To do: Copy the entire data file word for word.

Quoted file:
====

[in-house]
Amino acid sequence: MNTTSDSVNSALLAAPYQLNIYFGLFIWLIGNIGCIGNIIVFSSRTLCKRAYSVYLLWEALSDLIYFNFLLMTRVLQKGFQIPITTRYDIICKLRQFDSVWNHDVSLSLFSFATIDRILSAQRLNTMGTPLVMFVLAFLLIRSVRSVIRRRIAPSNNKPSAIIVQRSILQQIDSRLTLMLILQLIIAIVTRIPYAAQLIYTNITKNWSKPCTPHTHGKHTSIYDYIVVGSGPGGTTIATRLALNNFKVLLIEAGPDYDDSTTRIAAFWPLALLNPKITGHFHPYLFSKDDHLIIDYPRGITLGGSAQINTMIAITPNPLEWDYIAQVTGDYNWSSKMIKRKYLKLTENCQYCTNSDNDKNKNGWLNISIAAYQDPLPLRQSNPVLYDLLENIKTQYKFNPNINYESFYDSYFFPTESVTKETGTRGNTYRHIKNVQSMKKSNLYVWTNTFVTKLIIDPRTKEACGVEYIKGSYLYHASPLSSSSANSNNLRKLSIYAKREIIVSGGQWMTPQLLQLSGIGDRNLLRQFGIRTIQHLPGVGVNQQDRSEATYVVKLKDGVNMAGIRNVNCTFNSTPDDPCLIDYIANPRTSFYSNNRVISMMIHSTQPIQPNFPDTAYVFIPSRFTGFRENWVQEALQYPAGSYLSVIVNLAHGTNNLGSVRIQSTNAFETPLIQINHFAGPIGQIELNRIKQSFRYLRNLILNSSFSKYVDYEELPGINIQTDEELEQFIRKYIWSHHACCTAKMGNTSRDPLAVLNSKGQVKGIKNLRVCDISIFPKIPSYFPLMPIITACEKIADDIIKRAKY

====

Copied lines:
[in-house]
Amino acid sequence: MNTTSDSVNSALLAAPYQLNIYFGLFIWLIGNIGCIGNIIVFSSRTLCKRAYSVYLLWEALSDLIYFNFLLMTRVLQKGFQIPITTRYDIICKLRQFDSVWNHDVSLSLFSFATIDRILSAQRLNTMGTPLVMFVLAFLLIRSVRSVIRRRIAPSNNKPSAIIVQRSILQQIDSRLTLMLILQLIIAIVTRIPYAAQLIYTNITKNWSKPCTPHTHGKHTSIYDYIVVGSGPGGTTIATRLALNNFKVLLIEAGPDYDDSTTRIAAFWPLALLNPKITGHFHPYLFSKDDHLIIDYPRGITLGGSAQINTMIAITPNPLEWDYIAQVTGDYNWSSKMIKRKYLKLTENCQYCTNSDNDKNKNGWLNISIAAYQDPLPLRQSNPVLYDLLENIKTQYKFNPNINYESFYDSYFFPTESVTKETGTRGNTYRHIKNVQSMKKSNLYVWTNTFVTKLIIDPRTKEACGVEYIKGSYLYHASPLSSSSANSNNLRKLSIYAKREIIVSGGQWMTPQLLQLSGIGDRNLLRQFGIRTIQHLPGVGVNQQDRSEATYVVKLKDGVNMAGIRNVNCTFNSTPDDPCLIDYIANPRTSFYSNNRVISMMIHSTQPIQPNFPDTAYVFIPSRFTGFRENWVQEALQYPAGSYLSVIVNLAHGTNNLGSVRIQSTNAFETPLIQINHFAGPIGQIELNRIKQSFRYLRNLILNSSFSKYVDYEELPGINIQTDEELEQFIRKYIWSHHACCTAKMGNTSRDPLAVLNSKGQVKGIKNLRVCDISIFPKIPSYFPLMPIITACEKIADDIIKRAKY